It’s been awhile since I wrote a review; I was worried I forgot how, but you could never forget how much you love a book. I finished Mosquitoland about last month and I absolutely loved it. I picked up this book, because I saw Adam Silvera the author of More Happy Than Not rave about it on Instagram and Twitter. Mosquitoland is different than anything I’ve read in a long time. It’s honest, heartwarming, authentic, and absolutely unforgettable.
I am a collection of oddities, a circus of neurons and electrons: my heart is the ringmaster, my soul is the trapeze artist, and the world is my audience. It sounds strange because it is, and it is, because I am strange.
After the sudden collapse of her family, Mim Malone is dragged from her home in northern Ohio to the “wastelands” of Mississippi, where she lives in a medicated milieu with her dad and new stepmom. Before the dust has a chance to settle, she learns her mother is sick back in Cleveland.
So she ditches her new life and hops aboard a northbound Greyhound bus to her real home and her real mother, meeting a quirky cast of fellow travelers along the way. But when her thousand-mile journey takes a few turns she could never see coming, Mim must confront her own demons, redefining her notions of love, loyalty, and what it means to be sane.
Told in an unforgettable, kaleidoscopic voice, Mosquitoland is a modern American odyssey, as hilarious as it is heartbreaking.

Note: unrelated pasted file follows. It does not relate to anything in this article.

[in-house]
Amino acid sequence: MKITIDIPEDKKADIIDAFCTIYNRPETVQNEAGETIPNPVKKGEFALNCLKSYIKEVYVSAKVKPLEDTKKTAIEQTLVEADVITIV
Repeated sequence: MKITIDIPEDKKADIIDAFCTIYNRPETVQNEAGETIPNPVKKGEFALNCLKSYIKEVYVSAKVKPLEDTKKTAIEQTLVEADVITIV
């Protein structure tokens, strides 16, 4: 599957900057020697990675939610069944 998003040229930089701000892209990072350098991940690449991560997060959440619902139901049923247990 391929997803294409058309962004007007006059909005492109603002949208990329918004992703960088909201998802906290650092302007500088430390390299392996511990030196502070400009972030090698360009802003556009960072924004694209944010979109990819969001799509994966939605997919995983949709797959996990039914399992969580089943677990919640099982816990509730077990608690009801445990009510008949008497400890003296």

This book is really Unforgettable, Fresh, Honest, Offbeat, Authentic, Eccentric, and Heartbreaking. I didn’t want to put this book down. It’s really unlike any other book I’ve read, because the writing style is different. Arnold’s prose is pure poetry, because every sentence; demands to be savored and appreciated. However, the author never scarifies substance for style. One thing I really enjoyed was the very realistic family dynamics and troubled relationships the character deals with. These are things families deal with on a regular basis.
Mosquitoland explores a number of important topics including mental illness, sexual assault and suicide. Arnold takes the time and attention they deserve in order to develop these topics properly. This was your typical coming of age story and at times the plot was a little sparse, but very enjoyable. The only problem I had with this book was that the ending was a bit anticlimactic.
I would love to hear what you thought of this book if you’ve read it before. If you haven’t I definitely recommend picking it up.
What are you currently reading?